John Carey hit rock bottom and he was driven to rehab against his will. But he’s put in the work, and his 28 days are almost up when he gets the letter that shatters his world. His first love, Tory, has committed suicide, and John is the one who has to clean up his mess and lay Tory to rest. Newly clean, and still a mess himself, John leave Sacramento for Florida to do exactly that. The journey there has him traveling down memory lane. He remembers his childhood, his amazing Nana, his time with Tory in all its painful detail, and just exactly how he started making porn.
When John gets to Tory’s apartment, he meets Galen Henderson. Galen is Tory’s friend and neighbor, and the one who is holding Tory’s keys and a box he was instructed to give to John. Galen is broken himself, having been in an accident, covered with scars, and addicted to prescription pain meds because his pain is so high. He’s the last thing John thinks he needs, but it turns out that Galen is snarky and witty, and exactly who John needs to hold his hand. They bond quickly, and Galen is there as John starts wading through the mess Tory left behind.
It’s a struggle for John not to fall back into his addiction as the pain of cleaning up after Tory grows. But he has so much to stay clean for: his best friend Dex, the thriving porn company and it’s all its employees, and now there’s Galen. Galen’s so called friends abandoned him while he was recovering from his accident and he’s got no one left to live for. Slowly and carefully, they take care of Tory’s business, but also grow closer. The men are attracted to each other, but it’s such a bad idea for them to act on it. Yet they can’t help themselves; they want each other so badly, and more than that, they need each other.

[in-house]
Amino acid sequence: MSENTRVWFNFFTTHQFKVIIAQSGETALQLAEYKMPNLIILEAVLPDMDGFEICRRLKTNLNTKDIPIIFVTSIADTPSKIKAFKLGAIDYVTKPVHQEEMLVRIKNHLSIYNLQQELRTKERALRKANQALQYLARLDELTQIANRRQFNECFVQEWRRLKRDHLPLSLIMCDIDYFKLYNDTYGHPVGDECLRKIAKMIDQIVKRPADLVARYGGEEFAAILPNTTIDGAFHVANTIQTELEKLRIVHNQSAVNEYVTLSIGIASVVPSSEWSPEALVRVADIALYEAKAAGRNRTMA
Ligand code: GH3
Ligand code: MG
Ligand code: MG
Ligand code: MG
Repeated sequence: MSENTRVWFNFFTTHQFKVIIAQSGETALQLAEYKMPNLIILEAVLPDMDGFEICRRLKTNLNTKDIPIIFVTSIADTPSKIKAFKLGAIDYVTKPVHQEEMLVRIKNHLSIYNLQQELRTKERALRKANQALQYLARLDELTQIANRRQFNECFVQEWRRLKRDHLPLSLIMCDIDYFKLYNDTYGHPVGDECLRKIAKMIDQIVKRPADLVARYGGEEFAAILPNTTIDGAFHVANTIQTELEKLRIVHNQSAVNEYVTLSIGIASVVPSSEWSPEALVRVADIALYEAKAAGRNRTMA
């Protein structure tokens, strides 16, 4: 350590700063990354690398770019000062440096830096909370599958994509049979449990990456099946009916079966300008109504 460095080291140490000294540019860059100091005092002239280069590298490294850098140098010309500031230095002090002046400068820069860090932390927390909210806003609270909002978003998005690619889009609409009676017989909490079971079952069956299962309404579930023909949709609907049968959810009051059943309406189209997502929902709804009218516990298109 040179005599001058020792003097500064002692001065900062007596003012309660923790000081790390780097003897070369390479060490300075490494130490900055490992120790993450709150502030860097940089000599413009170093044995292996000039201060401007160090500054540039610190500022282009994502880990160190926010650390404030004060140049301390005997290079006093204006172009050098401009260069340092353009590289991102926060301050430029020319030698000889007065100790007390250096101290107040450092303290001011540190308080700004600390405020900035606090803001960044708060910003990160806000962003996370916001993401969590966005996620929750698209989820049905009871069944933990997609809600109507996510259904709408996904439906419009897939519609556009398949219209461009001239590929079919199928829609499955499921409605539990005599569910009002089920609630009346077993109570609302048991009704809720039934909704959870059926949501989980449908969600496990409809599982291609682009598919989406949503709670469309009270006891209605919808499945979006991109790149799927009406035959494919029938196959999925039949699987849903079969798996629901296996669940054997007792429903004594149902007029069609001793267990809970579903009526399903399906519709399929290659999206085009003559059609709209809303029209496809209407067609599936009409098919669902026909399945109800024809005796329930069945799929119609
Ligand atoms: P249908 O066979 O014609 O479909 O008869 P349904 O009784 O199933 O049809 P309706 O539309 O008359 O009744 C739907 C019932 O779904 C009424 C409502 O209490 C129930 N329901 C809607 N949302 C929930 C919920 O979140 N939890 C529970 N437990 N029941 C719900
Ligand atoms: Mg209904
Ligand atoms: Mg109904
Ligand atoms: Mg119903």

Despite his own addiction, Galen is there for John and even begins to take less of the oxy that has ruled his life for three years. But one night, in terrible pain, Galen takes more than he should and John finds him unconscious and in trouble. After a trip to the ER, John forces Galen to rehab so that he can detox safely and get clean. Galen is willing to work the program, and he makes huge strides. He loves John, and he’s finally at a places where he can ask for help. But John has a whole life waiting for him back in California, and it’s one he really needs to get back to. He’s willing to put it on hold for Galen; he’s finally found someone who really wants to get better, unlike Tory, who John feels he failed. But Galen knows he needs more time, and tells John to return to his life and to start making it a place Galen can join in. John reluctantly goes home, and he just has to have faith that Galen means what he says and will join him when he’s ready. For a man like John, that’s a lot of faith to have in someone else. He just has to hope that this time, it’ll work.
Let me start by saying that this is the fourth book in the Johnnies series, and while maybe it can stand alone, you don’t want to do that. Lane does a fantastic job of filling in all the backstory that brought us to this point, but the monumental impact of this story loses something if you haven’t followed along and witnessed John’s catastrophic fucking up. His redemption is all the sweeter if you’ve already witnessed how hard he fell he fell in the first place. But if you’ve been following along with the Johnnies series, you are going to be amazed at the man John is.